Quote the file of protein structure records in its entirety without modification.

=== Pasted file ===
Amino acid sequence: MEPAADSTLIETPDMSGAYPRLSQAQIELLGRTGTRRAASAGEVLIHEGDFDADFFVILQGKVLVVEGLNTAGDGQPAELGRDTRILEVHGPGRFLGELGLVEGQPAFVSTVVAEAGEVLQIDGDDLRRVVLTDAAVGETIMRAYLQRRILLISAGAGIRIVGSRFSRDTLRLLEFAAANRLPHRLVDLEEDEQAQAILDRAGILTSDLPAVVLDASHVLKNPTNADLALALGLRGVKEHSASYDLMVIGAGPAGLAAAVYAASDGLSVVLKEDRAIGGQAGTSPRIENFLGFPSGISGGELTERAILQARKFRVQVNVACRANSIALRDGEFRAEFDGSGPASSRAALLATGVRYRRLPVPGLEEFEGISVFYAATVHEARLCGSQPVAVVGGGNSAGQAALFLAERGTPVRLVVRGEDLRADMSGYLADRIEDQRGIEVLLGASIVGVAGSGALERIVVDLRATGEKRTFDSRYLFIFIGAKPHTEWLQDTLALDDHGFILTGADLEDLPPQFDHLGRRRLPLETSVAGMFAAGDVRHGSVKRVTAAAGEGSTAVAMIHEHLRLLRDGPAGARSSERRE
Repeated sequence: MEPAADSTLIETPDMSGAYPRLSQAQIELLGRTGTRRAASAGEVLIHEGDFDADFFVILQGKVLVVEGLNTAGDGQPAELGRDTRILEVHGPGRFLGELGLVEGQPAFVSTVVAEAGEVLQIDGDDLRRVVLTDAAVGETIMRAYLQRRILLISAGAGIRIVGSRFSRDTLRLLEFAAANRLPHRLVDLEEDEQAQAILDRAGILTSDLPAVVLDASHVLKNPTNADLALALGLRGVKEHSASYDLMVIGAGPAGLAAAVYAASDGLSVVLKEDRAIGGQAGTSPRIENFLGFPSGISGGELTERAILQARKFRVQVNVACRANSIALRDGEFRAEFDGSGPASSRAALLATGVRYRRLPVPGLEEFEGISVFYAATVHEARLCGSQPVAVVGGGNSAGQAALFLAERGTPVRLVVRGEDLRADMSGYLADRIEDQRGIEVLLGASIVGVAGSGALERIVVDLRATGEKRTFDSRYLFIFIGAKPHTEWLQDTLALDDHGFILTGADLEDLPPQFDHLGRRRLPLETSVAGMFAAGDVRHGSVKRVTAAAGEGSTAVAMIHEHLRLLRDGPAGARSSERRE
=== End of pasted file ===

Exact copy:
Amino acid sequence: MEPAADSTLIETPDMSGAYPRLSQAQIELLGRTGTRRAASAGEVLIHEGDFDADFFVILQGKVLVVEGLNTAGDGQPAELGRDTRILEVHGPGRFLGELGLVEGQPAFVSTVVAEAGEVLQIDGDDLRRVVLTDAAVGETIMRAYLQRRILLISAGAGIRIVGSRFSRDTLRLLEFAAANRLPHRLVDLEEDEQAQAILDRAGILTSDLPAVVLDASHVLKNPTNADLALALGLRGVKEHSASYDLMVIGAGPAGLAAAVYAASDGLSVVLKEDRAIGGQAGTSPRIENFLGFPSGISGGELTERAILQARKFRVQVNVACRANSIALRDGEFRAEFDGSGPASSRAALLATGVRYRRLPVPGLEEFEGISVFYAATVHEARLCGSQPVAVVGGGNSAGQAALFLAERGTPVRLVVRGEDLRADMSGYLADRIEDQRGIEVLLGASIVGVAGSGALERIVVDLRATGEKRTFDSRYLFIFIGAKPHTEWLQDTLALDDHGFILTGADLEDLPPQFDHLGRRRLPLETSVAGMFAAGDVRHGSVKRVTAAAGEGSTAVAMIHEHLRLLRDGPAGARSSERRE
Repeated sequence: MEPAADSTLIETPDMSGAYPRLSQAQIELLGRTGTRRAASAGEVLIHEGDFDADFFVILQGKVLVVEGLNTAGDGQPAELGRDTRILEVHGPGRFLGELGLVEGQPAFVSTVVAEAGEVLQIDGDDLRRVVLTDAAVGETIMRAYLQRRILLISAGAGIRIVGSRFSRDTLRLLEFAAANRLPHRLVDLEEDEQAQAILDRAGILTSDLPAVVLDASHVLKNPTNADLALALGLRGVKEHSASYDLMVIGAGPAGLAAAVYAASDGLSVVLKEDRAIGGQAGTSPRIENFLGFPSGISGGELTERAILQARKFRVQVNVACRANSIALRDGEFRAEFDGSGPASSRAALLATGVRYRRLPVPGLEEFEGISVFYAATVHEARLCGSQPVAVVGGGNSAGQAALFLAERGTPVRLVVRGEDLRADMSGYLADRIEDQRGIEVLLGASIVGVAGSGALERIVVDLRATGEKRTFDSRYLFIFIGAKPHTEWLQDTLALDDHGFILTGADLEDLPPQFDHLGRRRLPLETSVAGMFAAGDVRHGSVKRVTAAAGEGSTAVAMIHEHLRLLRDGPAGARSSERRE